Look at the plate of food you’re insisting she eat. Hmmm. My parents told me that I had to sit in my chair until I cleaned my plate. What I learned was to eat more than I ever should have, so I’ve spent a lifetime battling weight issues. Only now have I learned this.
It’s totally mind-blowing. My son had terrible allergies as a baby. Worse, he still has. Looking back, I can’t remember how long we allowed him to suck the pacifier that soothed him. A pacifier is meant for a newborn infant, placating their sucking instinct, which dissipates when no longer needed. It’s not for an older child. Why not? It impedes the tongue’s resting place.
Do you know where the tongue rests and why? (Think again about this before I tell you. It rests on the top/roof of your mouth.) If your older child is constantly sucking a pacifier, the support for the contour of the mouth is obstructed so it can impact the breathing structures, teeth space, nose, sinus, and ears. It also affects natural facial development.
Another thing you’ll learn: Depending on how you feed a newborn, how you hold him is critical. If he’s on a bottle, the ears MUST be higher than his mouth (holding your baby upright at approximately a 45-degree angle from birth); otherwise, liquid can end up in his ears, which can create blockages and infections. Even the size/conformation of a bottle’s nipple is important.
Because babies spend huge amounts of time on their backs, it’s critically important you place your child on his stomach (when not in bed sleeping!), because his jaw is growing, which supports his teeth development (among other things, like air passages, head and neck strength, and mouth). Tummy time is really important, just as are creeping and crawling, when he comes to those stages.
Why haven’t we known these things? The fact is that – only until now, actually – a relatively small cadre of professionals have been working to save children’s lives who couldn’t eat “right” because of physical problems, like cleft palates. They also were exceedingly busy teaching other professionals. They learned through academic research and even harder experience. Because the literature on the subject of babies’ health was sparse (primarily in dissertations or scientific studies), the Diane Bahrs of the world became the pioneers in “orofacial development and the mechanics of feeding and mouth development and speech/language pathologies.”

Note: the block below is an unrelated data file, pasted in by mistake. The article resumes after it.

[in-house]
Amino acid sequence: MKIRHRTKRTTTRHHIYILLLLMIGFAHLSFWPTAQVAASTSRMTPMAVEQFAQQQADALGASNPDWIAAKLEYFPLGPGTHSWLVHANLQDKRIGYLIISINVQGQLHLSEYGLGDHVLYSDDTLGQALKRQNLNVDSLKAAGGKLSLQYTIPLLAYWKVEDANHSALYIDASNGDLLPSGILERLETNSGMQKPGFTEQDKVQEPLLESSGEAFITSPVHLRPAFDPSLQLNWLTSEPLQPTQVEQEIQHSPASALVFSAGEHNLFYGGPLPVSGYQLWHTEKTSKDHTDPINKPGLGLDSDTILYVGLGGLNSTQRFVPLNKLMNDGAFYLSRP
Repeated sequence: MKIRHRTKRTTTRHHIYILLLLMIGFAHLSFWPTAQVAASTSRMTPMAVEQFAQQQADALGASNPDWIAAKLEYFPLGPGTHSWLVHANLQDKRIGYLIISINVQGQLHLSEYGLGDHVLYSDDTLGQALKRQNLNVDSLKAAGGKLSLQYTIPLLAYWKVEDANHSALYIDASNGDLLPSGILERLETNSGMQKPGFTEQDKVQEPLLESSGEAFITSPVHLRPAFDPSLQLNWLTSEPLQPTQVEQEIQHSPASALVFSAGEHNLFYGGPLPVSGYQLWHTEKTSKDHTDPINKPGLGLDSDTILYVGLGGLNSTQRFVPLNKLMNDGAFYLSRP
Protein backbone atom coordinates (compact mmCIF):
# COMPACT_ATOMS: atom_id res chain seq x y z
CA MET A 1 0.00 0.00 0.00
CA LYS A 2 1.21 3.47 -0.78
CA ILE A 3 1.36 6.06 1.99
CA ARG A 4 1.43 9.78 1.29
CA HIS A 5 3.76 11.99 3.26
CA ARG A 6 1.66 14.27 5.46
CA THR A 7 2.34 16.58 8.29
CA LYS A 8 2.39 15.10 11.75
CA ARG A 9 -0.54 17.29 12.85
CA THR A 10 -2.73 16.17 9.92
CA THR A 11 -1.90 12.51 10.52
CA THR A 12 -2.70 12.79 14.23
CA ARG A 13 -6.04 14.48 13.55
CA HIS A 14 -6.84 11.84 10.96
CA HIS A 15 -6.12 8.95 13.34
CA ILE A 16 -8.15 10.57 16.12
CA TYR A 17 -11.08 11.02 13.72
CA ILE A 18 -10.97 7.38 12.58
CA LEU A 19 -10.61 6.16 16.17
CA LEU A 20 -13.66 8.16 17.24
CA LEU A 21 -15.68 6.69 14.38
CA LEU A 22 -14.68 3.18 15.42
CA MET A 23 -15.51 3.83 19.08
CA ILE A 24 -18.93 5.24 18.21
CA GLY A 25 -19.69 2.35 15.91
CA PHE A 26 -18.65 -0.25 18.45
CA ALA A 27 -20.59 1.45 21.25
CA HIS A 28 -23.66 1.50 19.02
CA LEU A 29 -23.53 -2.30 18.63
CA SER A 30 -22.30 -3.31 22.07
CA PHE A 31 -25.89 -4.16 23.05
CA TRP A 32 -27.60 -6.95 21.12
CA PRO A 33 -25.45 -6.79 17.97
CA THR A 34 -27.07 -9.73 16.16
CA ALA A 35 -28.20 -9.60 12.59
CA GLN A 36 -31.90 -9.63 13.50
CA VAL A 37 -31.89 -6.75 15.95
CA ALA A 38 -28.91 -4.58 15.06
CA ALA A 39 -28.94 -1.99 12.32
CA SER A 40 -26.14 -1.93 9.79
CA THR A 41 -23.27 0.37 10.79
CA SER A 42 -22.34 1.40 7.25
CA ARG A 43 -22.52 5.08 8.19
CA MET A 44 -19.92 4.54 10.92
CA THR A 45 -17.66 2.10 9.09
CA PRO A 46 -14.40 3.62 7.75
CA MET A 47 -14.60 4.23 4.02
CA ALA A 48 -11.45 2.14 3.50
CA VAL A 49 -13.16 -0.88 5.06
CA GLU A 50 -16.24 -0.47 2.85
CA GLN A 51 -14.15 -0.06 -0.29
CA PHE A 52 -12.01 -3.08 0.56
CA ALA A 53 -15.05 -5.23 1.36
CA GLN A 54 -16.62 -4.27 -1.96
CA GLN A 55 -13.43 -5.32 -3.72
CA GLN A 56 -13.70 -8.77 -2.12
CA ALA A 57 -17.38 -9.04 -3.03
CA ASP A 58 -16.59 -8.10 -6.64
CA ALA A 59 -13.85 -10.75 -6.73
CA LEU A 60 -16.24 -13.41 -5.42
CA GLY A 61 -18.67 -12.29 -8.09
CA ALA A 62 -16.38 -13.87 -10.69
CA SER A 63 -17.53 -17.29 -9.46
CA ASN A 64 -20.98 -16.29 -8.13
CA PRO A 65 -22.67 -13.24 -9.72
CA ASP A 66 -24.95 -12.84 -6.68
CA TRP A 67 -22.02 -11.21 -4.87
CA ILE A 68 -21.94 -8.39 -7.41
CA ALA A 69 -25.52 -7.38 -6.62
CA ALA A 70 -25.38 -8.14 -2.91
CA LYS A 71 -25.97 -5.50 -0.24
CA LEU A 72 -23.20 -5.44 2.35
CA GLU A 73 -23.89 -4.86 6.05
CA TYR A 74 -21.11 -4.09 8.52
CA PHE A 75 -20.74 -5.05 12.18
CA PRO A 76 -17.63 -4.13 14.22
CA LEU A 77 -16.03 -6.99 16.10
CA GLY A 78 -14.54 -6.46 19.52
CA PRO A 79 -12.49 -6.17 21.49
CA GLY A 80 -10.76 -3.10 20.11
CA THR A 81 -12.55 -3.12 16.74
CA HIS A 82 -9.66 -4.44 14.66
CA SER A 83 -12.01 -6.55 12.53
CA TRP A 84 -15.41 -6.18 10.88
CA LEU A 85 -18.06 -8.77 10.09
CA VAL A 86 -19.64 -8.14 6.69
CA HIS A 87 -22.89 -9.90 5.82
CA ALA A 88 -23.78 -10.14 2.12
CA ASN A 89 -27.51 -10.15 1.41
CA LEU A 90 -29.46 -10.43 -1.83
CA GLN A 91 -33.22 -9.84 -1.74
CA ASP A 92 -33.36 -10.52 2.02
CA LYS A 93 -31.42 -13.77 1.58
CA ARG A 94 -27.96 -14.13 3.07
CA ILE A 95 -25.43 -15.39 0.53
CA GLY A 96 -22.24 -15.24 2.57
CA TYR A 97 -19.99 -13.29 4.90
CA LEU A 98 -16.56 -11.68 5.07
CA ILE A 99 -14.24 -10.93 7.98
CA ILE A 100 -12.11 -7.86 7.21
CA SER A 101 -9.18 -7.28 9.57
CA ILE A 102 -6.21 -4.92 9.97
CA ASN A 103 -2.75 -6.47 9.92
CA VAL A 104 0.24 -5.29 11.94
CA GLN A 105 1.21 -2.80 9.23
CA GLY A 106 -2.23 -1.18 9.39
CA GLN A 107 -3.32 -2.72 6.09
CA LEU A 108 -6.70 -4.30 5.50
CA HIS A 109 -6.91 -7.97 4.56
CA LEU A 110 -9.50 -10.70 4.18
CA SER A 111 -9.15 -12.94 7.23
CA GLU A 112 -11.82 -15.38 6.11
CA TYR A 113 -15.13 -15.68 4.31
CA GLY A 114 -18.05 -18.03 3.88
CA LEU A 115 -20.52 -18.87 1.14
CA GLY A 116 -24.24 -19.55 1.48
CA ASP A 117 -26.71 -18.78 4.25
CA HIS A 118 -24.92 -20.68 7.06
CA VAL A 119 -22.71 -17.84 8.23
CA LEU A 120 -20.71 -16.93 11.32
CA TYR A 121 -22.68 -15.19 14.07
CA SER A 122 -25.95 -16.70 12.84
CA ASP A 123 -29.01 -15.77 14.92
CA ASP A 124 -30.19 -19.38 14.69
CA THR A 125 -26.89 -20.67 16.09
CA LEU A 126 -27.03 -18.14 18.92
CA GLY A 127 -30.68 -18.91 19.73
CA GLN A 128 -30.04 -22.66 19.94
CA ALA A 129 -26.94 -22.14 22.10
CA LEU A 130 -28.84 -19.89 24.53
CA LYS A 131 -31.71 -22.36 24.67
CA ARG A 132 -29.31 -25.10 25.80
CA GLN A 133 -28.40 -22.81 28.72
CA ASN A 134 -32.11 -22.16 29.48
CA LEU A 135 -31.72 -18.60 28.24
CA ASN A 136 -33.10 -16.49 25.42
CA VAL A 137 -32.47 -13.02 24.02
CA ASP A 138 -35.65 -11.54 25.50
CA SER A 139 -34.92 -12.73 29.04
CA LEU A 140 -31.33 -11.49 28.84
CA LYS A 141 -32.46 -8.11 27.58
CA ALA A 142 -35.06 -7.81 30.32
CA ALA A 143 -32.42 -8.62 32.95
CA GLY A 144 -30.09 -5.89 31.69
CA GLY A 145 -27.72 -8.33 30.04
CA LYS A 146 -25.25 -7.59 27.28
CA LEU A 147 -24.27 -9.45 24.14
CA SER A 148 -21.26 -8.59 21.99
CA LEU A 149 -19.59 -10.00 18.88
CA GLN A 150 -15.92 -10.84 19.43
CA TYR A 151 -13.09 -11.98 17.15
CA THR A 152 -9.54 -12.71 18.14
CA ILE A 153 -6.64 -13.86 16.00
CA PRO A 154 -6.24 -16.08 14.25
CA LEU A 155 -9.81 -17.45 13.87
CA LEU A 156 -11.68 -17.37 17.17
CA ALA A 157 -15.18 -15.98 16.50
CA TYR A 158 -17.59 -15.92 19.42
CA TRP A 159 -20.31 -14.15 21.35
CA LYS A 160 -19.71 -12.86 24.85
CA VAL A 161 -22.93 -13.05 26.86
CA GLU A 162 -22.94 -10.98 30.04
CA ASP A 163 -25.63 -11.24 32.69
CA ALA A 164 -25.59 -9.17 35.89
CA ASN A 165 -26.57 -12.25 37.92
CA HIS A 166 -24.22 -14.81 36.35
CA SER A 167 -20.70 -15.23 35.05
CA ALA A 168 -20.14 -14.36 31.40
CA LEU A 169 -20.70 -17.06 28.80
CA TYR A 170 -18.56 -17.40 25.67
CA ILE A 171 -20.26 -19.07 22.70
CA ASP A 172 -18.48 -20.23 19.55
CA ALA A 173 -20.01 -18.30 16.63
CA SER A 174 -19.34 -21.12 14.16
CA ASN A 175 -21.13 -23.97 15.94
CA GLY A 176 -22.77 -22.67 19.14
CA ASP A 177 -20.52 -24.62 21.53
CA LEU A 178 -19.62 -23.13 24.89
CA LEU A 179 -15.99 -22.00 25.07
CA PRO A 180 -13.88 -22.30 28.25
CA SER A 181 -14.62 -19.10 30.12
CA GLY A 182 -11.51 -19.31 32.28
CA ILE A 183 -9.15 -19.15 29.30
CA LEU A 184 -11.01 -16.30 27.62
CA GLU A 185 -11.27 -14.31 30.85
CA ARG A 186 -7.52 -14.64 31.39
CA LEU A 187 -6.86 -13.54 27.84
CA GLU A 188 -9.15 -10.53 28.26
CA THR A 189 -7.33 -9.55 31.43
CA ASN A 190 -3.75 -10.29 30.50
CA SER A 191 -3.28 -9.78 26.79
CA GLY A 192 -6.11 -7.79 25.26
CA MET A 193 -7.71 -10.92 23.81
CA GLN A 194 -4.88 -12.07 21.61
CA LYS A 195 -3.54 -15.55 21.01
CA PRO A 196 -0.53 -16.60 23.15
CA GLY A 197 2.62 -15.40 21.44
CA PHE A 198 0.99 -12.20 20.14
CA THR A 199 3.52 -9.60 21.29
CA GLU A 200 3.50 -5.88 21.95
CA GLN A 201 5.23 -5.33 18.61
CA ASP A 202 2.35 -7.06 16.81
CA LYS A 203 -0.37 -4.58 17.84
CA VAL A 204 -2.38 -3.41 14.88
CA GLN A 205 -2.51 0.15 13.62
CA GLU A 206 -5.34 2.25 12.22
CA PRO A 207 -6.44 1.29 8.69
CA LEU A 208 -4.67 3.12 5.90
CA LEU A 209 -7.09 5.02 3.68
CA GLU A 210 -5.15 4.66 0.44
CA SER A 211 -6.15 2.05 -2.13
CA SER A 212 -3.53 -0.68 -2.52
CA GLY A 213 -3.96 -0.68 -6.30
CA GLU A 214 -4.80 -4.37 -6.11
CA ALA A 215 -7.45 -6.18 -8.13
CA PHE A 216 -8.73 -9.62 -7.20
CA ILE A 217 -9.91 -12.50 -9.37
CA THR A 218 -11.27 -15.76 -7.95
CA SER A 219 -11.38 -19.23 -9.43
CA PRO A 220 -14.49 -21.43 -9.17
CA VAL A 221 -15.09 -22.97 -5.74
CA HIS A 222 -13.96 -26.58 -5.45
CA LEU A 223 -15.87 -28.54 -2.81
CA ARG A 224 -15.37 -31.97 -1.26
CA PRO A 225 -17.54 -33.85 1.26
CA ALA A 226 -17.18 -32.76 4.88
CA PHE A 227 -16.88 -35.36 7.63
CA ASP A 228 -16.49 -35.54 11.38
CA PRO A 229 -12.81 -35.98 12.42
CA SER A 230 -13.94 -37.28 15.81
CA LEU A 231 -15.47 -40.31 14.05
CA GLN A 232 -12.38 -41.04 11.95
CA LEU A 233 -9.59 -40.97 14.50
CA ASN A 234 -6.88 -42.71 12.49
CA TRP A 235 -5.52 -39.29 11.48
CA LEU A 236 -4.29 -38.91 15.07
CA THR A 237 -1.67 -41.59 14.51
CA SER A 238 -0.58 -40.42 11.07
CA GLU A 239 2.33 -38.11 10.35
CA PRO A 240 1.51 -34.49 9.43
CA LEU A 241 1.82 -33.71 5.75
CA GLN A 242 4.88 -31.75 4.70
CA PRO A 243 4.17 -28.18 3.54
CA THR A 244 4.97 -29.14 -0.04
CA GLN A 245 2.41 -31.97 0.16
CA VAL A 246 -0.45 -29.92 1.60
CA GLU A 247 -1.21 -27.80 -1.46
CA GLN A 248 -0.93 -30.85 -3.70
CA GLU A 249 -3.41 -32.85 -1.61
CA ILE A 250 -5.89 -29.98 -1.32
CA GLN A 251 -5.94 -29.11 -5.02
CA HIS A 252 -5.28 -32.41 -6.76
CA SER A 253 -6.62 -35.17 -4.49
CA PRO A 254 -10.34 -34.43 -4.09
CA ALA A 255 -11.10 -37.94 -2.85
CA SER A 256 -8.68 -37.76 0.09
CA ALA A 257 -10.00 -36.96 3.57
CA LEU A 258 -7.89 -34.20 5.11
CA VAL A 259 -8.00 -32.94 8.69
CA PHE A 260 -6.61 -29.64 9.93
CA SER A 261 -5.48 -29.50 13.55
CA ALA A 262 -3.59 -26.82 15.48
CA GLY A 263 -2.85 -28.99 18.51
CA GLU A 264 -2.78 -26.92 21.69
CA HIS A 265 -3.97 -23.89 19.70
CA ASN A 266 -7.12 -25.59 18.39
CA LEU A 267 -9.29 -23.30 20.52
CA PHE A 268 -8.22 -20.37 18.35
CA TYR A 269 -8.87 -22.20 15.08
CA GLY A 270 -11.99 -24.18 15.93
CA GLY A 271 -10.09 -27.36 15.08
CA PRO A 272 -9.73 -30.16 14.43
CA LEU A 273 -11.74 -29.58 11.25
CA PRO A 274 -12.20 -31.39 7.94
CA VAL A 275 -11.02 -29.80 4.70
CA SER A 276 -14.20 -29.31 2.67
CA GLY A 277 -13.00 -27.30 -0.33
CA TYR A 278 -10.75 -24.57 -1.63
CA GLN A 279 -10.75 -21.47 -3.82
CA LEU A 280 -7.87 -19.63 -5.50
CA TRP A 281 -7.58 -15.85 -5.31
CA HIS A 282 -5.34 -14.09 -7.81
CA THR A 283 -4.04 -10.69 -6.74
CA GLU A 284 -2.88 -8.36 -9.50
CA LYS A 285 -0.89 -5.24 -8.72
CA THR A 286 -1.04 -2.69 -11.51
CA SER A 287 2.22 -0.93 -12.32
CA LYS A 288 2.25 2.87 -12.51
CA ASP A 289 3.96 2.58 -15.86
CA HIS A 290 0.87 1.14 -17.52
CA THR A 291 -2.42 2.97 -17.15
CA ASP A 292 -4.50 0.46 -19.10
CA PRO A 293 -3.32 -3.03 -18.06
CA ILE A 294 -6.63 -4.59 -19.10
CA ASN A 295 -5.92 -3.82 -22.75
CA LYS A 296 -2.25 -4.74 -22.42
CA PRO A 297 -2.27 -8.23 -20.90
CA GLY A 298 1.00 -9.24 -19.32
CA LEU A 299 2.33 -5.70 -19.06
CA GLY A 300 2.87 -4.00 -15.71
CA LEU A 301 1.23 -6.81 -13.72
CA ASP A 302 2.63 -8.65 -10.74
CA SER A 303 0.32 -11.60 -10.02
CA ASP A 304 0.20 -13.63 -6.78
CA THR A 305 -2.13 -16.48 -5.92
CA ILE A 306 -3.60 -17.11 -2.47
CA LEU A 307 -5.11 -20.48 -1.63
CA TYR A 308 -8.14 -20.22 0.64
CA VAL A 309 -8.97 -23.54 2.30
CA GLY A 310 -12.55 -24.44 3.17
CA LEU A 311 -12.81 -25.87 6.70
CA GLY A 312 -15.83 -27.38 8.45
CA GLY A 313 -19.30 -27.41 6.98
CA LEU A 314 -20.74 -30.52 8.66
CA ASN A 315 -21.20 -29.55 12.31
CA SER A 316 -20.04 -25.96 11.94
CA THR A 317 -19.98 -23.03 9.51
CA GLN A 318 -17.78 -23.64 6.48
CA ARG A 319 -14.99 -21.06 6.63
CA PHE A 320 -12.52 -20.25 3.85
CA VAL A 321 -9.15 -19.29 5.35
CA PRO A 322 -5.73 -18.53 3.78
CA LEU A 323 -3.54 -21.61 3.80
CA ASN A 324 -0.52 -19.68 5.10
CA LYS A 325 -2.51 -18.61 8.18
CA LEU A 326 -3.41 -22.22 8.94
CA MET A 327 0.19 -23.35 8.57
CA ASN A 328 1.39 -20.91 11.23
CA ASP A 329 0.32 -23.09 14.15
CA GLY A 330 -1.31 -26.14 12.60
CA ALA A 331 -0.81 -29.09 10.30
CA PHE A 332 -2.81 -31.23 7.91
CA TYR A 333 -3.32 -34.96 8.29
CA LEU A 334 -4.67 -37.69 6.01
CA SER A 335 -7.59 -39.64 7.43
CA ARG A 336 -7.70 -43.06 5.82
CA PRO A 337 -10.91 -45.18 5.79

Now, Diane has written a book for parents that’s packed with checklists, write-in charts, illustrations, and developmental lists to help a parent understand typical milestones, potential pitfalls, and recommended solutions. She also provides access sources (including specialists, should your child need one) for services and recommended tools.
Diane admits Feed Your Infant and Toddler Right! is not a book most people would sit down and read through. She lets you know, “if you become overwhelmed by the amount of information in the book, look up one piece of information at a time as it applies to you and your baby or toddler.”
Frankly, I think the timing of this book is perfect because, if there’s a generation that likes to research things and get to the bottom line, it seems it’s the Millennials (and they’re having babies later than other generations have had, so we all have hope they will be able to change the stats on American unhealthiness).
You would think the first year of feeding a child “right” would be a slam dunk, and it can be if you have all the facts.